How you’d rate this action flick about a former army sniper (Wahlberg) who’s framed for an assassination depends on which film you’re talking about. If you’re referring to the post--Patriot Act paranoia thriller that makes up Shooter’s first hour, directed in the corner-hugging style that pegs Antoine Fuqua as the heir to John “Die Hard” McTiernan, you’d probably qualify it as above average. Granted, why someone as justifiably suspicious as Wahlberg’s libertarian would still go with the shady suits who set him up is never convincingly explained. (“They pushed the right buttons,” he says. Um, okay.) Whatever: The stage is set for some primo cat-and-mouse games between the fugitive hero, shadow-cabinet spooks and an FBI rookie (Pea) who smells a stinky rat.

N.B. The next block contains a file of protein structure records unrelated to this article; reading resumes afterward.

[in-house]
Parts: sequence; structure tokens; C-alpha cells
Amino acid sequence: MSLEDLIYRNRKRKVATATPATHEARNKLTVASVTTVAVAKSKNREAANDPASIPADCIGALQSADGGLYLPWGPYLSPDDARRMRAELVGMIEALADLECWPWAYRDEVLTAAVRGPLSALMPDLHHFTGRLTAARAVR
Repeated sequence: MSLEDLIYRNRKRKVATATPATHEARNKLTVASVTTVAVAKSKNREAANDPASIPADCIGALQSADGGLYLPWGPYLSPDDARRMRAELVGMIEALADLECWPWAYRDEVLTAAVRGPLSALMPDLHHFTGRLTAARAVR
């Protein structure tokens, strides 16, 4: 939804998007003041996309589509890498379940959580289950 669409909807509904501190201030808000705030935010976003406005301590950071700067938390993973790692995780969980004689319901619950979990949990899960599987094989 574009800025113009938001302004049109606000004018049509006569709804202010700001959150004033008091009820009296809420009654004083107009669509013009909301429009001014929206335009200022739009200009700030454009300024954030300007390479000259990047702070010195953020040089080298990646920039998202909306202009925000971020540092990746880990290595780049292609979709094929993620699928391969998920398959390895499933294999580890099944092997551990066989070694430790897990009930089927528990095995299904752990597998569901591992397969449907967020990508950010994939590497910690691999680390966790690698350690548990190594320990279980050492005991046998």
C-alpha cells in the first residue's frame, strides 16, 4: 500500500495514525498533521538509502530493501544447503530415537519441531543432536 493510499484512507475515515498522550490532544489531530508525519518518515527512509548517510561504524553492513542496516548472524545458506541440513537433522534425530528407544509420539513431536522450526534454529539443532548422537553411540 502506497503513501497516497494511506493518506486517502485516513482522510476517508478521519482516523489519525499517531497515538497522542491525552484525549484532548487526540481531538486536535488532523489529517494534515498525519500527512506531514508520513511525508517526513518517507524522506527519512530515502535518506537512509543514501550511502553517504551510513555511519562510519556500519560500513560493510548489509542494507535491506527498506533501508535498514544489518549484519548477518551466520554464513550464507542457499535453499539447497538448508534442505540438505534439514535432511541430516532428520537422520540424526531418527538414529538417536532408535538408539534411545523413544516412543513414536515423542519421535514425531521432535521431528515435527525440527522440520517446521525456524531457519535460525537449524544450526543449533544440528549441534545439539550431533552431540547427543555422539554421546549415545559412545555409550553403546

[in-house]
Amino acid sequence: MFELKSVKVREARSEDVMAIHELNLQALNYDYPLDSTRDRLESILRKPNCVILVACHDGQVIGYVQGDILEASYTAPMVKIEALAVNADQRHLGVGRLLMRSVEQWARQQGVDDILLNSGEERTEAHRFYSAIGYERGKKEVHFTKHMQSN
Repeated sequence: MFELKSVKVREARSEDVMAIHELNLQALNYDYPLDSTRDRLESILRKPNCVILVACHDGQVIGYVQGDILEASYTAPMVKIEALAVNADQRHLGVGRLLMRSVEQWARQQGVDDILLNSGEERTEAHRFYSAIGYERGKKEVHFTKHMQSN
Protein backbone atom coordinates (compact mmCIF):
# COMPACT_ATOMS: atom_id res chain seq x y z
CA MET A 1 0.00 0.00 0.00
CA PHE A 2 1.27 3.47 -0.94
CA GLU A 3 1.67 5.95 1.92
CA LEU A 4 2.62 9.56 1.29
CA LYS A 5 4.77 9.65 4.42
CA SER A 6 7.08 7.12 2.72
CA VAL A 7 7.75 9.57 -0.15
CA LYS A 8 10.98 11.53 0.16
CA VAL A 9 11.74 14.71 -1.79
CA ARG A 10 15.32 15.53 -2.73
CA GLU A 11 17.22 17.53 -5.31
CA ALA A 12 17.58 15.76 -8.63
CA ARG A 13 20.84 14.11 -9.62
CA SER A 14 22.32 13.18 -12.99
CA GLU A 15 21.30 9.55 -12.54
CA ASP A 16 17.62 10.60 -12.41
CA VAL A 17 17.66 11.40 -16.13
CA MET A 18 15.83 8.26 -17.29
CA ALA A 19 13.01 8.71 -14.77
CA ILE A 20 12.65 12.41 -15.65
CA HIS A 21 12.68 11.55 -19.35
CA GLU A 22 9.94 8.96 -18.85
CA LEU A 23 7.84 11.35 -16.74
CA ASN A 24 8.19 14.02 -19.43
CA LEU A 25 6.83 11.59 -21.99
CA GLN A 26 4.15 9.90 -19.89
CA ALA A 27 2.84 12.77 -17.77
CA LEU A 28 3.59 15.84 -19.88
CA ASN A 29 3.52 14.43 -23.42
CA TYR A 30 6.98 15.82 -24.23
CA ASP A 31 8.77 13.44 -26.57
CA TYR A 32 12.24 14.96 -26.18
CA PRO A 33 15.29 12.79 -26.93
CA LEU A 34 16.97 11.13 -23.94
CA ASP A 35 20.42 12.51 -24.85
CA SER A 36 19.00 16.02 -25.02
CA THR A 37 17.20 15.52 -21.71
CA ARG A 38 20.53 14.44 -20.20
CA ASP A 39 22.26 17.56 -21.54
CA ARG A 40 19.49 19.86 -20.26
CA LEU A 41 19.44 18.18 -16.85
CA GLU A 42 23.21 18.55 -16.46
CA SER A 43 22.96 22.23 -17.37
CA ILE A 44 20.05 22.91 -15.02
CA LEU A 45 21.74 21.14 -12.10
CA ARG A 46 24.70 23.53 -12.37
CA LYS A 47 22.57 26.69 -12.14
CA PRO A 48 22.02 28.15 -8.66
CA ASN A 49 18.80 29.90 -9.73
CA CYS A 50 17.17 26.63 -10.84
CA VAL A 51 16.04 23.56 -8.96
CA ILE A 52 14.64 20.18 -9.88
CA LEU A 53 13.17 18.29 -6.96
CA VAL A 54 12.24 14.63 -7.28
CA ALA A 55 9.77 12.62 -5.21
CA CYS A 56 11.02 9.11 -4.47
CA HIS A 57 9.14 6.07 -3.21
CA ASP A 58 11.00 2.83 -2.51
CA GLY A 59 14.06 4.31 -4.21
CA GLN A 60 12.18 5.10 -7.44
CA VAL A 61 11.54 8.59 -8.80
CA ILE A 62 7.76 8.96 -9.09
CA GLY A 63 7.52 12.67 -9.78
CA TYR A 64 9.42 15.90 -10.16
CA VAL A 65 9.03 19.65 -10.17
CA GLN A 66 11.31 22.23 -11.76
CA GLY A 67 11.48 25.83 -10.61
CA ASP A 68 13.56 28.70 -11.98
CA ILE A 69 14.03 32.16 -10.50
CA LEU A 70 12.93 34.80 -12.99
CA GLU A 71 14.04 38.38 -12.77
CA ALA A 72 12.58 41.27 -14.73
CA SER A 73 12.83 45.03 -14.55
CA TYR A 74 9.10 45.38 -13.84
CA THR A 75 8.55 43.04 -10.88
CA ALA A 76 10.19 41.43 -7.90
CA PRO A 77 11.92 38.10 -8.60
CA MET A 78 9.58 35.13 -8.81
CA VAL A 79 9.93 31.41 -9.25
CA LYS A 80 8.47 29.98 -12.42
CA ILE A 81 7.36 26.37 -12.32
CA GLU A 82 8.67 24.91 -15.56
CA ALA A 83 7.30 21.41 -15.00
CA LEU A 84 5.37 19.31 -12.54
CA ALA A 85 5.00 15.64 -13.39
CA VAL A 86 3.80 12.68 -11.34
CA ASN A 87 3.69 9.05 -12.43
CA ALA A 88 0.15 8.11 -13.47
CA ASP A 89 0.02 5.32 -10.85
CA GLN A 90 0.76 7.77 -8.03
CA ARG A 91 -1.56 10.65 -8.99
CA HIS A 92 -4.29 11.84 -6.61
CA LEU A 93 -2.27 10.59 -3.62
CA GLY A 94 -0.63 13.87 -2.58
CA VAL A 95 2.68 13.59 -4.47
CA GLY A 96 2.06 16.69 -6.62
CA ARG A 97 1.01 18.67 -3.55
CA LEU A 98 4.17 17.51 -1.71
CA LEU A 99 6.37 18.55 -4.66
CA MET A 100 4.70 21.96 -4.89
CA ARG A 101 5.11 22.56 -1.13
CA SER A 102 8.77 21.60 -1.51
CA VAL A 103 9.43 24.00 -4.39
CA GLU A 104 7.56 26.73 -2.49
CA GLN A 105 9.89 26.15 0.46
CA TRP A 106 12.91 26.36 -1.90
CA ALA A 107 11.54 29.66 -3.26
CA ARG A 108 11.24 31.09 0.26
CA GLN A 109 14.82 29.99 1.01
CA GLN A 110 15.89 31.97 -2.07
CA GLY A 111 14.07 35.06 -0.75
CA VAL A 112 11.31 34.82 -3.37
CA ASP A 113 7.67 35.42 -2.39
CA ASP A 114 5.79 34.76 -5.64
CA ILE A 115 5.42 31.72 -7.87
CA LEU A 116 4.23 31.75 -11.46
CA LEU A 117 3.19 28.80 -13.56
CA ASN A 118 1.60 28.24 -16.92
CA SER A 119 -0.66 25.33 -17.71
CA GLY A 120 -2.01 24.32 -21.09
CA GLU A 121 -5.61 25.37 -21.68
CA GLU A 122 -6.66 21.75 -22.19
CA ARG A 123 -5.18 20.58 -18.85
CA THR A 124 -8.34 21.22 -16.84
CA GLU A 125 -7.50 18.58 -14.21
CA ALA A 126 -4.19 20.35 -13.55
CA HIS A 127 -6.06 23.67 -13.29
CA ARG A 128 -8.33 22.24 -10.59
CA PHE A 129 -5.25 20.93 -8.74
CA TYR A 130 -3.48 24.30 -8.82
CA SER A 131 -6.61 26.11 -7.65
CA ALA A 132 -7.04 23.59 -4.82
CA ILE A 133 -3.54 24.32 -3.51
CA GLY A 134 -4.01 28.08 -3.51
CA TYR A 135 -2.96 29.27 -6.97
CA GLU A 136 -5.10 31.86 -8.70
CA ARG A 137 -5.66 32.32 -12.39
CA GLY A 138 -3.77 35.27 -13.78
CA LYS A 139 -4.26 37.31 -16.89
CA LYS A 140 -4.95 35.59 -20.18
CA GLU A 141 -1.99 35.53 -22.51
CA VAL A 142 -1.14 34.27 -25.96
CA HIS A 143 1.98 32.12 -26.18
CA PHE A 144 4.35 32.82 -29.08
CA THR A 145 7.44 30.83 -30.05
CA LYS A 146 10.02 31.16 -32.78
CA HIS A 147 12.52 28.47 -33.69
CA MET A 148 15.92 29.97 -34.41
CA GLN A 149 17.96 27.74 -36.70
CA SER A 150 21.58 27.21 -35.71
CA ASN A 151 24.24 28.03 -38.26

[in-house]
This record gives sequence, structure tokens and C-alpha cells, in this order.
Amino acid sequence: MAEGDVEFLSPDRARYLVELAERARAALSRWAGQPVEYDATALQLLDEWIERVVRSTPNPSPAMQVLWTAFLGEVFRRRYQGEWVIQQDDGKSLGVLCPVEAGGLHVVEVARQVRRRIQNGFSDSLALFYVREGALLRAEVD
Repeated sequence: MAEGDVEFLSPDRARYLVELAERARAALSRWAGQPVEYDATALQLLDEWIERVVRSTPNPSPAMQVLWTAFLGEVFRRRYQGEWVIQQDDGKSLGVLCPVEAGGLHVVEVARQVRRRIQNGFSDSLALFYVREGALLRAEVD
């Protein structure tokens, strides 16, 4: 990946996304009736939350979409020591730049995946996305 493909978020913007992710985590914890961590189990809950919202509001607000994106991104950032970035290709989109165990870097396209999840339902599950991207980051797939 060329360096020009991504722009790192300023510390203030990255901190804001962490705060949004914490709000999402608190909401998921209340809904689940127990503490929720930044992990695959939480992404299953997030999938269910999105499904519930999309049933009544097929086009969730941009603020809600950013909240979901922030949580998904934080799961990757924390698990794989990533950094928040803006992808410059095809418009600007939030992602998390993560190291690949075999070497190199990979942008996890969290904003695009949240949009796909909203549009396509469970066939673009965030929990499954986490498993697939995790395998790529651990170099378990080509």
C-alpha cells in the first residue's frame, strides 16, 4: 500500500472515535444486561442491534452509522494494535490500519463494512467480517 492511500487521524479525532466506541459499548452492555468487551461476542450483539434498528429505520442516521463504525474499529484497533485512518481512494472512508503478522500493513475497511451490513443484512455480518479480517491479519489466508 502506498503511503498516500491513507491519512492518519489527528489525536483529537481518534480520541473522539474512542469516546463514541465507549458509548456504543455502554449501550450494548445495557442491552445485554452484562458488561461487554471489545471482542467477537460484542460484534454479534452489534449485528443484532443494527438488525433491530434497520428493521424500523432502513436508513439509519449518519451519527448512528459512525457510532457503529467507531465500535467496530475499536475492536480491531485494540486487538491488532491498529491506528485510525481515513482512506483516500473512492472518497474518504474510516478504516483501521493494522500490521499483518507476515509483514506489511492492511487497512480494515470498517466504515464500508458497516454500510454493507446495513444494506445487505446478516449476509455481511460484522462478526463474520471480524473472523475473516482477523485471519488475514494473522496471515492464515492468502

Then comes Shooter’s second half, in which a tightly wound conspiracy potboiler suddenly pumps itself up into a blowed-up-real-good Bruckheimer spectacle. Wahlberg breaks out the Rambo stealth tactics, the film’s healthy mistrust of government becomes triathletic, and the whole shebang devolves into a populist Death Wish--fulfillment for militia types. Ballistic fetishists and anticorporate activists will find common ground in each violent act against political fat cats, but the rest of us are left to wallow in the bloodlust and wonder who switched the reels. (Opens Fri; Click here for venues.) — David Fear